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Spaceport Cornwall and Goonhilly engineer win STEM awards for inspiring future space professionals

Published: Jul 22, 2022 4 min read

STEM Learning

Spaceport Cornwall was presented with the first “special recognition for a STEM employer” prize for engaging with and inspiring the next generation of space professionals, during an awards ceremony at the Farnborough International Airshow. 
Spaceport Cornwall will host the UK’s first satellite launch later this year and participates in the One Million Interactions programme, created by UK Space Agency and STEM Learning.

Spaceport Cornwall was applauded for its outstanding commitment to education, encouraging more than half of its staff to take part in activities within schools, colleges and universities across the UK, reaching 10,000 young people through programmes including a virtual work experience scheme, exhibitions and competitions.

This included the spaceport’s “Story of a Satellite” exhibition last year, which attracted 5,000 young people to learn more about the work behind the upcoming UK launch and the rocket that will deliver the satellites into space. Spaceport Cornwall is at the heart of a growing aerospace and space cluster and will create 150 jobs in the local area.

Dave Pollard, Education and Outreach Manager at Spaceport Cornwall, said: 

“We are so pleased to receive this award from STEM Learning. We are super passionate about inspiring the next generation and our “Story of a Satellite” exhibition was a particularly amazing event to organise. It was great to meet so many people excited about the first launch from the UK.”

Also receiving an award was Ed Chester, a spacecraft systems engineer at Goonhilly Earth Station, who won the programme’s first individual “special recognition for a STEM ambassador” prize for his work in promoting the space industry to schools.

Formerly a European Space Agency engineer who worked on the UK’s Beagle-2 Mars lander, Chester recently worked on upgrading the space exploration facilities at Goonhilly and acts as schools liaison officer for Leicestershire at the Institution of Engineering and Technology. He has worked as a STEM ambassador for six years and is passionate about promoting opportunities within the UK space sector to young people.

Ed Chester said:

“When I was eight, I had a very clear plan that I was going to work in space. However, nothing I experienced at school, or anywhere else, showed me that this could be possible in the UK, so I left.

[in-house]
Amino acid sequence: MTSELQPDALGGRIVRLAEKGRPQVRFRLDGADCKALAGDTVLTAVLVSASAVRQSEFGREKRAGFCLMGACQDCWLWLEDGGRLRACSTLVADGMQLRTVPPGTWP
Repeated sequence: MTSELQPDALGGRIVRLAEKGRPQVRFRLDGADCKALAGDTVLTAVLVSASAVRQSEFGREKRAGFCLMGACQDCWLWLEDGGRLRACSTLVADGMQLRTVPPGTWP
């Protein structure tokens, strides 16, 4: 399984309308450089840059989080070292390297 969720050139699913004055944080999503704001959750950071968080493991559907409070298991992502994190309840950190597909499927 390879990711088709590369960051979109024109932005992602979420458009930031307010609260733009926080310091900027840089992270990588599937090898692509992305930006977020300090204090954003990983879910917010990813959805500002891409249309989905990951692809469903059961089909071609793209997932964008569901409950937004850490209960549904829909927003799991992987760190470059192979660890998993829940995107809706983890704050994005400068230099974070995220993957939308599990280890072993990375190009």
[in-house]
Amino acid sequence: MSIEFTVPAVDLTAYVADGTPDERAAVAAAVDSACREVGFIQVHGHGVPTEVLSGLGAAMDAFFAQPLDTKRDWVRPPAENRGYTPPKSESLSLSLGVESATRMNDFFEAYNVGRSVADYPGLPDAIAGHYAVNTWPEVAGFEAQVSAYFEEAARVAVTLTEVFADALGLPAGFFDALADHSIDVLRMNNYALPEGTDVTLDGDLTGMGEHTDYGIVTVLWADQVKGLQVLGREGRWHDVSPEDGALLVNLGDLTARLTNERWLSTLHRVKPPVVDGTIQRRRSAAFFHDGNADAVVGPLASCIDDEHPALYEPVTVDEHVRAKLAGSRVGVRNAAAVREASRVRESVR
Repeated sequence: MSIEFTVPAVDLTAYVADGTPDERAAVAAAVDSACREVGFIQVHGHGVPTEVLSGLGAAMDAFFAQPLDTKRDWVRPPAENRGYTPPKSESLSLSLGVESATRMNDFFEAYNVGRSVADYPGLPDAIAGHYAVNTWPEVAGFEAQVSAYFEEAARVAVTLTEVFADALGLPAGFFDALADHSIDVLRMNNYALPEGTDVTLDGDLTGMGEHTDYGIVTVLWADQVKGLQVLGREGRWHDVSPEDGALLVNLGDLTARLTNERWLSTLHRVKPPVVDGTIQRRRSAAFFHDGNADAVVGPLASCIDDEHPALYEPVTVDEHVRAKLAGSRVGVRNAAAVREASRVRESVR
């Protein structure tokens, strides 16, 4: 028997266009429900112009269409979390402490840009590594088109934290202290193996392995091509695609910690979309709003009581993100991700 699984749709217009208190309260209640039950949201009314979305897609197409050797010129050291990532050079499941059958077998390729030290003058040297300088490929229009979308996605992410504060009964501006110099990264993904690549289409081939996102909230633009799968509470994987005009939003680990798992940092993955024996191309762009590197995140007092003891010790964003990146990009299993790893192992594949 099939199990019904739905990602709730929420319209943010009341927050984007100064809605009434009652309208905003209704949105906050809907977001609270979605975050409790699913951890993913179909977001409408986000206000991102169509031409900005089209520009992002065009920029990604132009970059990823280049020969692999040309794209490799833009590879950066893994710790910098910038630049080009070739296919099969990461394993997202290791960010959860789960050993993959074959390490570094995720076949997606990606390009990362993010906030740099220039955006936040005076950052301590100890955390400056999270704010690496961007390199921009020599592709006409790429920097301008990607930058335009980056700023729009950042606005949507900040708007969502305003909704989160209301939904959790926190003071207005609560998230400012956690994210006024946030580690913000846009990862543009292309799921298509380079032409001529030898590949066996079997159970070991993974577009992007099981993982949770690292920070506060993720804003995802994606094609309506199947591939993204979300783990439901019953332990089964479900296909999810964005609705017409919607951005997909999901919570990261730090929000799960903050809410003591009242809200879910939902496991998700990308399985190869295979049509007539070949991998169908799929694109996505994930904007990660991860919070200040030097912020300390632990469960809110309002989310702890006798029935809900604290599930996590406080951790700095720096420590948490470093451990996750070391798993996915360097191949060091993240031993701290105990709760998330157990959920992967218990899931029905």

“Today there is real demand for people in the UK space sector, and we must create the education and training pipeline to fill this demand all the way from primary school through to employment. Things are changing fast and key stage 2 and 3 pupils are the raw minds that will get us further in space.

“I am delighted to be recognised as a STEM Ambassador helping with this pipeline, and I’d like to thank ESERO-UK, the UK Space Agency, STEM Learning, and all those I work with. I am one of hundreds of space ambassadors who thrive on seeing questions form, faces light up, and the "I get it!" moments when abstract knowledge gains a real context.”

  

 

One Million Interactions aims to connect as many of the UK’s 47,000 space sector workers as possible with young people, to inspire prospective scientists and engineers with their eye on the skies.

Now in its third year, the programme has met the one million interactions milestone thanks to similar interactions across the UK, led by almost 1,000 space ambassadors who have registered with the programme.

Ingmar Kamalagharan, Education and Outreach Manager at UK Space Agency, said:

“Engaging with young people face to face, and giving them the chance to see and hear first-hand what opportunities STEM education can bring, is crucial for their career development.

“It provides the opportunity to ask questions and directly challenge misconceptions about who can have a space career and what opportunities the UK offers, which is really important to ensure we are levelling up the space sector and improving diversity in STEM. 

“We want to encourage all teachers and youth leaders across the UK to register with One Million Interactions to bring a space expert into their class or club.”

 

As the European Space Education Resource Office UK (ESERO-UK), STEM Learning is positioned to engage with and influence the space sector on how it reaches and works with young people. The space industry in the UK is rapidly growing, and so it’s important that we keep an up-to-date knowledge of the needs of the wider European space sector and the role that students and young professionals have, to better inform the work of ESERO-UK in inspiring the next generation of space professionals.